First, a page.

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Dynamic seascapes : a quantitative framework for scaling pelagic ecology and biogeochemistry

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dc.contributor.advisor Letelier, Ricardo
dc.creator Kavanaugh, Maria T.
dc.date.accessioned 2012-11-01T20:12:01Z
dc.date.available 2012-11-01T20:12:01Z
dc.date.copyright 2012-09-12
dc.date.issued 2012-09-12
dc.identifier.uri http://hdl.handle.net/1957/34739
dc.description Graduation date: 2013 en_US
dc.description.abstract Understanding and modeling microbial responses and feedbacks to climate change is hampered by a lack of a framework in the pelagic environment by which to link local mechanism to large scale patterns. Where terrestrial ecology draws from landscape theory and practice to address issues of scale, the pelagic seascape concept is still in its infancy. We have applied the patch mosaic paradigm of landscape ecology to the study of the seasonal and interannual variability of the North Pacific to facilitate comparative analysis between pelagic ecosystems and provide spatiotemporal context for eulerian time-series studies. Using multivariate, 13-year climatologies of sea surface temperature, photosynthetically active radiation, and chlorophyll a derived from remote sensing observations, we classified hierarchical seascapes at monthly and interannual scales. These dynamic, objectively-determined seascapes offer improved hydrographic coherence relative to oceanic regions with subjectively defined and static boundaries (Chapter 2) and represent unique biogeochemical functioning (Chapter 2) and microbial communities (Chapter3). Furthermore they provide consilience between satellite studies and in situ observations (Chapter 4) and allow for objective comparison of ecosystem forcing (Chapters, 4 and 5). In Chapter 2, we rigorously tested the assumption that satellite-derived seascapes describe regions of biogeochemical coherence. The seasonal cycle of the North Pacific was characterized at three levels of spatiotemporal hierarchy and broader relevance of monthly –resolved seascapes was assessed through analysis of variance (ANOVA) and multiple linear regression (MLR) analyses of nutrient, primary productivity, and pCO₂ data. Distinct nutrient and primary productivity regimes were well-characterized in the coarsest two levels of hierarchy (ANOVA, R² = 0.5-0.7). Finer scale partitioning was more relevant for pCO₂. MLR analyses revealed differential forcing on pCO₂ across seascapes and hierarchical levels and a 33 % reduction in mean model error with increased partitioning (from 18.5 µatm to 12.0 µatm pCO₂). In Chapter 3 we verified the seascapes with in situ collections of microbial abundance and structure. Flow cytometry data was collected from two long term time series and several cruises spanning thousand kilometers of the NE Pacific; these data allowed us to quantify spatiotemporal patterns. In addition, multiple response permutation analysis revealed differences in community structure across discrete seascapes, in terms of both absolute and relative abundances. Principal component analysis of the assemblage supported seascape divisions and revealed structure along environmental gradients with strong associations with chlorophyll a and sea surface temperature and, to a lesser extent, with mixed layer depth and mean photosynthetically active radiation in the mixed layer. Differences of assemblage structure between seascapes and strength of environmental forcing were strong in the subarctic and transition zones, but less pronounced in the subtropics, suggesting satellite-detected changes in bulk properties that may be associated with local physiology or interannual shifts in seascape boundaries. Based on the work presented in Chapter 4, we discovered that interannual shifts in the boundaries of a transition seascape and two distinct oligotrophic subtropical seascapes affect the variability observed at benchmark time series Station ALOHA; the latter two seascapes oscillate in their contributions to the expansion of the entire subtropics. On interannual scales, in situ phytoplankton abundance (as measured by chl-a), net primary productivity (NPP), and the relative abundance of eukaryotic phytoplankton and Synechococcus sp. increased during periods of encroachment by the transition seascape. Conversely, the relative abundance of Prochlorococcus increased and chl –a and NPP decreased when the highly oligotrophic seascape encroached on Station ALOHA. The dynamic range (~6 million km²) of subtropical expansion is born almost entirely by the transition zone - resulting in a transfer of ~1.2 Pg of total primary C production between a system primed for export production and one dominated by the microbial loop. In Chapter 5, we investigated multiple factors that contribute to the effectiveness of the biological pump in the transition seascape. Near-continuous measurements of net primary production (NPP), net community production (NCP) and several ecophysiological variables were collected in across subarctic, transition, and subtropical seascapes of the Northeast Pacific during August and September of 2008. Mesoscale processes and shifts in community structure contributed to high export efficiency in the subtropical seascape; the convergence of assemblage structure, high biomass, moderate NPP: NCP and high NCP contributed to biologically mediated air-sea exchange in the transition seascape. Furthermore, NPP and NCP were strongly spatially coupled in both the transition (r[subscript 1, 39]=0.70; p<0.0001) and subtropical seascapes (r[subscript 1, 45]= 0.68, p<0.0001), suggesting the possibility for empirical modeling efforts. This dissertation provides a first step to characterize the seascape variability in the NE Pacific and to understand the modulation of primary and export production in a critical transition region. The multivariate seascape approach described here provides spatiotemporal context for in situ studies and allows objective comparisons of systems' responses to climatic forcing. An integrated ocean observing system will require insight from in situ observations and experiments, ecosystem models, and satellite remote sensing. The results highlighted in this dissertation suggest that the pelagic seascape framework, through its capacity to scale both context and mechanism, may serve as an important and unifying component of such an observing system. en_US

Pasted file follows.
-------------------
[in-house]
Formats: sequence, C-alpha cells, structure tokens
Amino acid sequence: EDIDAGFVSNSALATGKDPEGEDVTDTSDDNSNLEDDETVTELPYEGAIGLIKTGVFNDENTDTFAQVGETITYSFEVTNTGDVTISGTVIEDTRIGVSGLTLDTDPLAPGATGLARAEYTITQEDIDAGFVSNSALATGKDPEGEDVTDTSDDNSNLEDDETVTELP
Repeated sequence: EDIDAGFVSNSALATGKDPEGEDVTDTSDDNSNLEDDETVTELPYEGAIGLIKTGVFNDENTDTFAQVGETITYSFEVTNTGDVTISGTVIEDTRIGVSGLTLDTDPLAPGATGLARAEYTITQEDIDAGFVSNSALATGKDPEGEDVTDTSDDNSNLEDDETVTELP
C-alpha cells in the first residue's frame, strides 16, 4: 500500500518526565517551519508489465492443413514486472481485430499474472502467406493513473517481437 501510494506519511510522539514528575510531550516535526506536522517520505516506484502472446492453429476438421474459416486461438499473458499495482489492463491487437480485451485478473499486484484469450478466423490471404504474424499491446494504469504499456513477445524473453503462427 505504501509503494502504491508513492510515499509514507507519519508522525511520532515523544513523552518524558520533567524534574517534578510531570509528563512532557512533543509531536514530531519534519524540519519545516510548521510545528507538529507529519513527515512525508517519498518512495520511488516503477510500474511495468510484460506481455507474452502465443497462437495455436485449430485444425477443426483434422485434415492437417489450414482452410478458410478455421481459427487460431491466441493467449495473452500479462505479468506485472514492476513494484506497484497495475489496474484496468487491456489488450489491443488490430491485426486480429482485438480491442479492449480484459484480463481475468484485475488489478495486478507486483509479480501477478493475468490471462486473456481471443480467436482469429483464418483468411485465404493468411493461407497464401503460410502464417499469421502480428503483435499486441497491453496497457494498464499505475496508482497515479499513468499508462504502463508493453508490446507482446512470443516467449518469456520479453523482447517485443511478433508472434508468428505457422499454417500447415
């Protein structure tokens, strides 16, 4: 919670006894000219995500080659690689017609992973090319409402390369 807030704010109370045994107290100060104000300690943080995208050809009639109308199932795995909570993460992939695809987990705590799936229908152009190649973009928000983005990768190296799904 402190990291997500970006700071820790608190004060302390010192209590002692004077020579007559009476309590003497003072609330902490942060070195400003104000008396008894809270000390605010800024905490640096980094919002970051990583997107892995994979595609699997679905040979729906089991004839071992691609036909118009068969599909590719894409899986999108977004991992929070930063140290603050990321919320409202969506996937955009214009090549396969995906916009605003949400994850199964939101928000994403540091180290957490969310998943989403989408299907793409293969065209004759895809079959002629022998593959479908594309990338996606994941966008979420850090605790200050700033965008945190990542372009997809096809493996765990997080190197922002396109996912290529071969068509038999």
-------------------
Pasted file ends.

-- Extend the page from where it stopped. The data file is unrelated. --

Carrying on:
dc.language.iso en_US en_US
dc.subject seascape en_US
dc.subject pelagic en_US
dc.subject microbial ecology en_US
dc.subject spatiotemporal variation en_US
dc.subject phytoplankton en_US
dc.subject North Pacific en_US
dc.subject Station ALOHA en_US
dc.subject Station Papa en_US
dc.subject Transition Zone en_US
dc.subject.lcsh Marine microbial ecology -- North Pacific Ocean en_US
dc.subject.lcsh Marine productivity -- North Pacific Ocean en_US
dc.subject.lcsh Biogeochemistry -- North Pacific Ocean en_US
dc.subject.lcsh Climatic changes -- North Pacific Ocean en_US
dc.subject.lcsh Bioclimatology -- North Pacific Ocean en_US
dc.subject.lcsh Marine phytoplankton -- Climatic factors -- North Pacific Ocean en_US
dc.title Dynamic seascapes : a quantitative framework for scaling pelagic ecology and biogeochemistry en_US
dc.type Thesis/Dissertation en_US
dc.degree.name Doctor of Philosophy (Ph. D.) in Oceanography en_US
dc.degree.level Doctoral en_US
dc.degree.discipline Earth, Oceanic and Atmospheric Sciences en_US
dc.degree.grantor Oregon State University en_US
dc.contributor.committeemember Davis, Curtiss
dc.contributor.committeemember Hales, Burke
dc.contributor.committeemember Sherr, Evelyn
dc.contributor.committeemember Spitz, Yvette
dc.contributor.committeemember Madsen, Lisa
dc.contributor.committeemember McPhail, Kerry
dc.description.peerreview no en_us